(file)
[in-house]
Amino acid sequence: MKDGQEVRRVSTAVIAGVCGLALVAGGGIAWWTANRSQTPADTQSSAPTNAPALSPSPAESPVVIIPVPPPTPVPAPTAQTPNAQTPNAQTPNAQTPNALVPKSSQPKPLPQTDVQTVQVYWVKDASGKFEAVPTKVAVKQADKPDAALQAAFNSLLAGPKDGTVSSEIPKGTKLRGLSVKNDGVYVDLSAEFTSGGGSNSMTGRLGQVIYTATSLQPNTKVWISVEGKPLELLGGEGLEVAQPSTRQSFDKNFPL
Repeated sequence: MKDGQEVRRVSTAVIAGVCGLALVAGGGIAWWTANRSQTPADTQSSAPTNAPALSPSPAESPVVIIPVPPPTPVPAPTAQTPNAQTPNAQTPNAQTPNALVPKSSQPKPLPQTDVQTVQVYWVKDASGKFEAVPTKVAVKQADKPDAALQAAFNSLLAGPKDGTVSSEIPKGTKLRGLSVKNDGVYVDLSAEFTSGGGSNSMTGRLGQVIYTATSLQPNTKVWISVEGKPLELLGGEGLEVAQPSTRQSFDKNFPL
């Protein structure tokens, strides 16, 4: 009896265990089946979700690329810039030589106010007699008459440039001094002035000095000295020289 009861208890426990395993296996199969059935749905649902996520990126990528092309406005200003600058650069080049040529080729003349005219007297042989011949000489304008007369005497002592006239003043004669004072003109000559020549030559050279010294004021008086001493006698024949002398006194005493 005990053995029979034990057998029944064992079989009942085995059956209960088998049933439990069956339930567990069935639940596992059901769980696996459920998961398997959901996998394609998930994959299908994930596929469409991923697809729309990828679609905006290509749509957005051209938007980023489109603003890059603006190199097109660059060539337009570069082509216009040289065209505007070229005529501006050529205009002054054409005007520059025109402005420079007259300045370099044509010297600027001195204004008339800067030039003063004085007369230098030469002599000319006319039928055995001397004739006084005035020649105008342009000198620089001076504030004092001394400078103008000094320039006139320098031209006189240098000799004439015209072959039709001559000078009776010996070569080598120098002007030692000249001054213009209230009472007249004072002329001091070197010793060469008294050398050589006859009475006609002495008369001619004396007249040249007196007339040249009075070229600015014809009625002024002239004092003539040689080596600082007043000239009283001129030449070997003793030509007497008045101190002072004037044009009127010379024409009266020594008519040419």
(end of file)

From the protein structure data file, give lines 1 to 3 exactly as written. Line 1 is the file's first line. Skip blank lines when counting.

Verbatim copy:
[in-house]
Amino acid sequence: MKDGQEVRRVSTAVIAGVCGLALVAGGGIAWWTANRSQTPADTQSSAPTNAPALSPSPAESPVVIIPVPPPTPVPAPTAQTPNAQTPNAQTPNAQTPNALVPKSSQPKPLPQTDVQTVQVYWVKDASGKFEAVPTKVAVKQADKPDAALQAAFNSLLAGPKDGTVSSEIPKGTKLRGLSVKNDGVYVDLSAEFTSGGGSNSMTGRLGQVIYTATSLQPNTKVWISVEGKPLELLGGEGLEVAQPSTRQSFDKNFPL
Repeated sequence: MKDGQEVRRVSTAVIAGVCGLALVAGGGIAWWTANRSQTPADTQSSAPTNAPALSPSPAESPVVIIPVPPPTPVPAPTAQTPNAQTPNAQTPNAQTPNALVPKSSQPKPLPQTDVQTVQVYWVKDASGKFEAVPTKVAVKQADKPDAALQAAFNSLLAGPKDGTVSSEIPKGTKLRGLSVKNDGVYVDLSAEFTSGGGSNSMTGRLGQVIYTATSLQPNTKVWISVEGKPLELLGGEGLEVAQPSTRQSFDKNFPL